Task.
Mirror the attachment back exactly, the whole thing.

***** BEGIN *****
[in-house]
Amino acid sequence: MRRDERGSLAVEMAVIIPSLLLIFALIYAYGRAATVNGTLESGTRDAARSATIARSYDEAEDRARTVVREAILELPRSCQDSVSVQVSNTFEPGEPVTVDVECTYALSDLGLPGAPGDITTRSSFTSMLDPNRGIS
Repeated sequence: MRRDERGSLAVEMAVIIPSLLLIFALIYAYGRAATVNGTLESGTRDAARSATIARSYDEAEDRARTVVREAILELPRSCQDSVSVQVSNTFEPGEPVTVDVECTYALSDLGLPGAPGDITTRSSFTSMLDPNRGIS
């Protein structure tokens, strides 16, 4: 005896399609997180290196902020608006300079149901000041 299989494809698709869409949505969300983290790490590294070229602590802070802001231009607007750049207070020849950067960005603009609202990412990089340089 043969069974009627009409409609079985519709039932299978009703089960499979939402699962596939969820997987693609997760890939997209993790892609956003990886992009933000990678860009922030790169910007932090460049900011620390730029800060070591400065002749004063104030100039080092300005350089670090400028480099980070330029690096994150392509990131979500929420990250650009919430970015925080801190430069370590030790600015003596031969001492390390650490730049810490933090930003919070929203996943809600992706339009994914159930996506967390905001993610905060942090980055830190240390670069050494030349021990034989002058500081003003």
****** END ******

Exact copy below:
[in-house]
Amino acid sequence: MRRDERGSLAVEMAVIIPSLLLIFALIYAYGRAATVNGTLESGTRDAARSATIARSYDEAEDRARTVVREAILELPRSCQDSVSVQVSNTFEPGEPVTVDVECTYALSDLGLPGAPGDITTRSSFTSMLDPNRGIS
Repeated sequence: MRRDERGSLAVEMAVIIPSLLLIFALIYAYGRAATVNGTLESGTRDAARSATIARSYDEAEDRARTVVREAILELPRSCQDSVSVQVSNTFEPGEPVTVDVECTYALSDLGLPGAPGDITTRSSFTSMLDPNRGIS
């Protein structure tokens, strides 16, 4: 005896399609997180290196902020608006300079149901000041 299989494809698709869409949505969300983290790490590294070229602590802070802001231009607007750049207070020849950067960005603009609202990412990089340089 043969069974009627009409409609079985519709039932299978009703089960499979939402699962596939969820997987693609997760890939997209993790892609956003990886992009933000990678860009922030790169910007932090460049900011620390730029800060070591400065002749004063104030100039080092300005350089670090400028480099980070330029690096994150392509990131979500929420990250650009919430970015925080801190430069370590030790600015003596031969001492390390650490730049810490933090930003919070929203996943809600992706339009994914159930996506967390905001993610905060942090980055830190240390670069050494030349021990034989002058500081003003």